By popular conservatism, Kirk did not mean “populist” conservatism because, he said, the populist is convinced that “the cure for democracy is more democracy,” which will, more often than not, conserve nothing. Tocqueville dreaded populism when he wrote that the triumph of democracy might lead to stagnation, all change being resisted by mediocrity and complacency.
And yet a deep populist vein runs through both major political parties, its expression varying with time and circumstances. Among today’s Democrats we have a rising tide of Bernie Sanders– and Ocasio-Cortez–style socialism, while Republicans acknowledge the power of Trumpism, which borrows heavily from the Silent Majority and the Tea Party, both of which stressed limited government and individual freedom.
Although you might not know it from the mainstream media, conservative as a political term is preferred by the American public over the words liberal and radical, although some polls have recently found a large percentage of Americans expressing a willingness to live under socialism rather than capitalism. The reasons for this apparent shift are (1) Americans cannot properly define socialism; (2) Americans do not realize that socialism has been tried and failed in some forty nations; (3) Americans do not understand that socialism strikes at the heart of free enterprise, calling for the abolition of private property, which means no more iPhones, hunting rifles, and SUVs; and (4) Americans’ faith in capitalism or the free market was badly shaken by the Great Recession of 2008. For all that, a majority of Americans prefer less rather than more government.
According to Kirk, the reason for the acceptability of the label conservative is that most Americans are pragmatic rather than philosophical and do not think that society is perfectible—a prime goal of progressives and socialists. “So far as any political theory influences popular opinion,” he said, “it is political empiricism: the test of the nation’s political experience.” Most Americans rank Ronald Reagan higher than Barack Obama; they remember the ’80s as a decade of prosperity and opportunity, not of greed and inequality.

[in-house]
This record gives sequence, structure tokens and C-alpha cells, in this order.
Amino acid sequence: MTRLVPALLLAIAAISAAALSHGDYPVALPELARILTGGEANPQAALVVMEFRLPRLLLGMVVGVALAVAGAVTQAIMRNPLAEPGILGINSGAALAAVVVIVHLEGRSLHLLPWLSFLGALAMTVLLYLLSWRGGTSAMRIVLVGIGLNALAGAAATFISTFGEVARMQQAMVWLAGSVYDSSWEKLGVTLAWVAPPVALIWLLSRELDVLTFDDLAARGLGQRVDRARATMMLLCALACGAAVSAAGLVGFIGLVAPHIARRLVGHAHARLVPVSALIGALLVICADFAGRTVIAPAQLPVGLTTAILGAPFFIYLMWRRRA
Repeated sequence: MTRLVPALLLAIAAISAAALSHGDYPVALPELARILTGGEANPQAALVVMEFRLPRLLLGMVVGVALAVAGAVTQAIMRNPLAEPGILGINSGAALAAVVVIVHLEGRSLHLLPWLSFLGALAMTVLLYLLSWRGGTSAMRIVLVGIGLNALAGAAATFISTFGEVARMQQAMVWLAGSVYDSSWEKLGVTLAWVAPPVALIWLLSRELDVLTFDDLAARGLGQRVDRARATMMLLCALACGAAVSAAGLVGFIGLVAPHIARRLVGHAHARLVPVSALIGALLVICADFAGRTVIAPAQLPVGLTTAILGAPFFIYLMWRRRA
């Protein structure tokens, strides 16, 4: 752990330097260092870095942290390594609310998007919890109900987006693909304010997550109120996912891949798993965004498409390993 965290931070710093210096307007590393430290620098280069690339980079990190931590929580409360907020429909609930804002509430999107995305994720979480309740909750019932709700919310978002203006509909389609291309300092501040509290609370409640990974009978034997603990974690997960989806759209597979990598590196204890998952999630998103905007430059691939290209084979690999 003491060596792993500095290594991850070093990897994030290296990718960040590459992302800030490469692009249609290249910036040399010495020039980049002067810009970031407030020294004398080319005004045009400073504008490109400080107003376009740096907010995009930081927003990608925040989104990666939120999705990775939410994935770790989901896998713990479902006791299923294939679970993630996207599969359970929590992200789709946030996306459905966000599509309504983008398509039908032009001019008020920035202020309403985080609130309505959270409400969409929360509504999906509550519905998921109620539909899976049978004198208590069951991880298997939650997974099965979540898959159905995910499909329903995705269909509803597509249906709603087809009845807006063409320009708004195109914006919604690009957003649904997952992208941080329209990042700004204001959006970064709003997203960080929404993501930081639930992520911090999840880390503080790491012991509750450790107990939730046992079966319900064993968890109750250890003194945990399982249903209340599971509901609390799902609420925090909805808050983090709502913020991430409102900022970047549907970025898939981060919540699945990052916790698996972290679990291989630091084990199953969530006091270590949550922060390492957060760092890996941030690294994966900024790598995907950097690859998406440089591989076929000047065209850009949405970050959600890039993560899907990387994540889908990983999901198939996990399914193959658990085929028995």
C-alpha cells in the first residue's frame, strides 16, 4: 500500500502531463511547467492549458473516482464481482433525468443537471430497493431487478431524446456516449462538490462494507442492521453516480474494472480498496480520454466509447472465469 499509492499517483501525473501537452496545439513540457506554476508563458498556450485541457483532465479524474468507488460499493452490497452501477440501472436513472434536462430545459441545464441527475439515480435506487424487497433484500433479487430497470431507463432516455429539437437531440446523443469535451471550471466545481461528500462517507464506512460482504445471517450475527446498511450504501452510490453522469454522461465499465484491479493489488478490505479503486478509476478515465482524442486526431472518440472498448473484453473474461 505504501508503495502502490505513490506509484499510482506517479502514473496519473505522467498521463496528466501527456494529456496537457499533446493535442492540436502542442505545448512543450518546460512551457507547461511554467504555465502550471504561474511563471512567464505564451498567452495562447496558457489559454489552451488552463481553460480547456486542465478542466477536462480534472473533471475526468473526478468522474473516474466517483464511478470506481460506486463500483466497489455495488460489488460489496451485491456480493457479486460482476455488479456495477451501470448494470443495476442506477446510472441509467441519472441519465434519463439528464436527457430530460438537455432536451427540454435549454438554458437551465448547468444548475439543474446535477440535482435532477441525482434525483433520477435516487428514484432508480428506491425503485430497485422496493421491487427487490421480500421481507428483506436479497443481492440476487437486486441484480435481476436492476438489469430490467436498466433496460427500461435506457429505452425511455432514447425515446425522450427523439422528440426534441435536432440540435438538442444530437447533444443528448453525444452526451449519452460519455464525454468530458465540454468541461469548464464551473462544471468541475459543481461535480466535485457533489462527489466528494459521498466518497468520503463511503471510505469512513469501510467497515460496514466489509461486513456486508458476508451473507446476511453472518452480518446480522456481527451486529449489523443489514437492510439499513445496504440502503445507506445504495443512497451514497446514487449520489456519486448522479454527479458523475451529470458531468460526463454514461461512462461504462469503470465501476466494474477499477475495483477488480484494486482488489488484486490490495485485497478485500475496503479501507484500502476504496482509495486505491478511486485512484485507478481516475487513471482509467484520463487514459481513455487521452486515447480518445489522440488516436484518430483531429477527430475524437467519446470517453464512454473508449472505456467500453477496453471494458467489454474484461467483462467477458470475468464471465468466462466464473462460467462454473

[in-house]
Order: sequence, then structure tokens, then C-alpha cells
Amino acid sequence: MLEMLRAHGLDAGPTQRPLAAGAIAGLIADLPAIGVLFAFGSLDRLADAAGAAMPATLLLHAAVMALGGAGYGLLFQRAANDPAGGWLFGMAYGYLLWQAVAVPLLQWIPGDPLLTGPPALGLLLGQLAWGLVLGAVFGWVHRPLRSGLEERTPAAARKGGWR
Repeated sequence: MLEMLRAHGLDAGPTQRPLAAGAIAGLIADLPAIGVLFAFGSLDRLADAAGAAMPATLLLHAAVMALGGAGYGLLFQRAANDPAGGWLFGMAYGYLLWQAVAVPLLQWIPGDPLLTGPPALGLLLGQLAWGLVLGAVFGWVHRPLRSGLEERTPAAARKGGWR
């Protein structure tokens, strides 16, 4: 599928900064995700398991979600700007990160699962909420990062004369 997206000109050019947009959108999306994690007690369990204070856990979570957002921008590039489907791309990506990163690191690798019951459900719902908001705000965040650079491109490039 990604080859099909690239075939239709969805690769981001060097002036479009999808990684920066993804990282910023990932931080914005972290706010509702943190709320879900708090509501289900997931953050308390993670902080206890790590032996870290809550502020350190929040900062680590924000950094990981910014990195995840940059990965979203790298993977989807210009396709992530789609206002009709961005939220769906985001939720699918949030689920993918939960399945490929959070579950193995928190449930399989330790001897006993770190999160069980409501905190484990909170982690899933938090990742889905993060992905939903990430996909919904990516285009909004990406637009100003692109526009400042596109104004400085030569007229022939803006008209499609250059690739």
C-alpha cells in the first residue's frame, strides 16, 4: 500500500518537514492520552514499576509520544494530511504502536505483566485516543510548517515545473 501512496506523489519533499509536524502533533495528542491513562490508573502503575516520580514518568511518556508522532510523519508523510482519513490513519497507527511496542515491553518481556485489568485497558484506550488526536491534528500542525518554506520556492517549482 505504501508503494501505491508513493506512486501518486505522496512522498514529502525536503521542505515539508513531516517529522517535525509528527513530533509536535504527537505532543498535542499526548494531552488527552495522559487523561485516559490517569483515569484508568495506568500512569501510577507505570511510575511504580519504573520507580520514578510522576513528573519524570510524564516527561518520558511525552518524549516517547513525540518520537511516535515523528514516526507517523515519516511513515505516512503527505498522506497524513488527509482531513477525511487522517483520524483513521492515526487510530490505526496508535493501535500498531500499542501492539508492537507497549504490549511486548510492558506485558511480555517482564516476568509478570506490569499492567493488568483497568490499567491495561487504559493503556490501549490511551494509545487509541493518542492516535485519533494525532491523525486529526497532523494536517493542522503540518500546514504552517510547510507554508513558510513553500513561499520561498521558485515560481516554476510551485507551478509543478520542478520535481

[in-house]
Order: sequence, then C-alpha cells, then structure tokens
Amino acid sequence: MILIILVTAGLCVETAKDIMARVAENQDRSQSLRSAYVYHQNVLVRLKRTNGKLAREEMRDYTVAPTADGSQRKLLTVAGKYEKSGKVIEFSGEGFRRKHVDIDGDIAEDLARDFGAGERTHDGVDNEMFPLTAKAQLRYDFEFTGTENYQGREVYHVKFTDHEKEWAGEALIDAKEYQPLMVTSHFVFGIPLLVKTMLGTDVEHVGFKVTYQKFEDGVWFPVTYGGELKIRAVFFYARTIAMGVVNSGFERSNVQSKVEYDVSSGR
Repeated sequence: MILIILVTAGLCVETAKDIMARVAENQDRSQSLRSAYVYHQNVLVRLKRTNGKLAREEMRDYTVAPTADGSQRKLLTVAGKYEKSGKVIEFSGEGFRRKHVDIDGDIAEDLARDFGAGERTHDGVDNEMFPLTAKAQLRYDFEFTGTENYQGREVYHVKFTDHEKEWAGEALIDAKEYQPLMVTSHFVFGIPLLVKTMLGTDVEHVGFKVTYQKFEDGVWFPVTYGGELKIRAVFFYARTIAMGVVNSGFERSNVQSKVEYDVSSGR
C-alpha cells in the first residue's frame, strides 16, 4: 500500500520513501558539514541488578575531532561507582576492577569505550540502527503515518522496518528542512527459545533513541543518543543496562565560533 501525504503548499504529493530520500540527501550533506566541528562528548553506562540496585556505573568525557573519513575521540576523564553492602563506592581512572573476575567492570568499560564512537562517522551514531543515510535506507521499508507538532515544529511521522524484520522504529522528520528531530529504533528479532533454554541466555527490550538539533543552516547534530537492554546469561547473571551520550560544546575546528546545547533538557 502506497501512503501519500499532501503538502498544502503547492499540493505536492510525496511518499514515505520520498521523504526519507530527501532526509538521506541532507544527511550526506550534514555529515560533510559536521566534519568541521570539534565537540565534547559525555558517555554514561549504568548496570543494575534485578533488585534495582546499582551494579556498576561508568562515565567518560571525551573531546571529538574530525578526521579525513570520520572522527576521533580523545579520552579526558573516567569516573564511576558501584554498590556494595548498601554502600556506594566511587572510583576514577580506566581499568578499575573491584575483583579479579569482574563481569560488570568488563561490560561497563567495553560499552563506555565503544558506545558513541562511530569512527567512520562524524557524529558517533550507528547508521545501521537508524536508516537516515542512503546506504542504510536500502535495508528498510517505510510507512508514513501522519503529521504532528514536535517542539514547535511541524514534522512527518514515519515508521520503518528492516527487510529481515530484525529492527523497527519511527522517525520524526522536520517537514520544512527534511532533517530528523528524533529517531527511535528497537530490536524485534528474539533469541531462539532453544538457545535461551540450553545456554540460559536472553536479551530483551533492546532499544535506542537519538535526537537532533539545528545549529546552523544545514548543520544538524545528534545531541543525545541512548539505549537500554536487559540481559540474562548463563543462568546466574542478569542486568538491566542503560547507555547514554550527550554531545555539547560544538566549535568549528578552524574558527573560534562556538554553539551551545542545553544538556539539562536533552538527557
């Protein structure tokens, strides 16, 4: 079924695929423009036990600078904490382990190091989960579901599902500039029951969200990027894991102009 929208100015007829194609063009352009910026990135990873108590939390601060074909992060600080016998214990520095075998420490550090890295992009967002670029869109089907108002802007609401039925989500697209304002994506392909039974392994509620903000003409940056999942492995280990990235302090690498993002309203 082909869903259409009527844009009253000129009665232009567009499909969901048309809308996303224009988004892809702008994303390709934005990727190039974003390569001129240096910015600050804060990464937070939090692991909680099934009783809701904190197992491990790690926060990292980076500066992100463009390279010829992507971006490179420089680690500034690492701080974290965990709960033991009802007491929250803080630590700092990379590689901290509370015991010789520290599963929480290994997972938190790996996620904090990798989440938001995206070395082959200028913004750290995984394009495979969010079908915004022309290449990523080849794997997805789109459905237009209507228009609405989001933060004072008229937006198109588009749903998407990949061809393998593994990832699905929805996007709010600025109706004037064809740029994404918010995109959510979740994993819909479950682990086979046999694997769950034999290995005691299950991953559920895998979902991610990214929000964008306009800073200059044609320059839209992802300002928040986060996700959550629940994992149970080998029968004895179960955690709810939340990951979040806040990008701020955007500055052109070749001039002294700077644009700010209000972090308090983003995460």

Progressives rejoin that if Americans are so conservative, why does Congress enact so many liberal measures? Kirk had a twofold answer. The United States does not suffer from what Tocqueville dreaded, “the tyranny of the majority,” but from the tyranny of minorities—the feminist minority, the welfare-rights minority, the homosexual minority, the animal-rights minority. “Such groups,” Kirk said, “claim to have power to make and unmake members of Congress.” Thus, the conservative impulses of the American public frequently are ignored by the legislative majorities in the Congress and in the state legislatures. The politicians explain that they are merely following the wishes of the public about the feminist, gay, and welfare agendas, as documented by the polls.
The second reason Kirk gave is that most Americans, though conservative enough in general, are unable to distinguish between conservative and liberal or radical candidates, especially when all candidates claim to be more or less conservative. Furthermore, most Americans do not perceive the probable consequences of new legislation until well after it has been enacted. A case in point would be the national debt—now more than $22 trillion—which continues to rise every year with no discernible impact on the economy or the cost of a loaf of bread.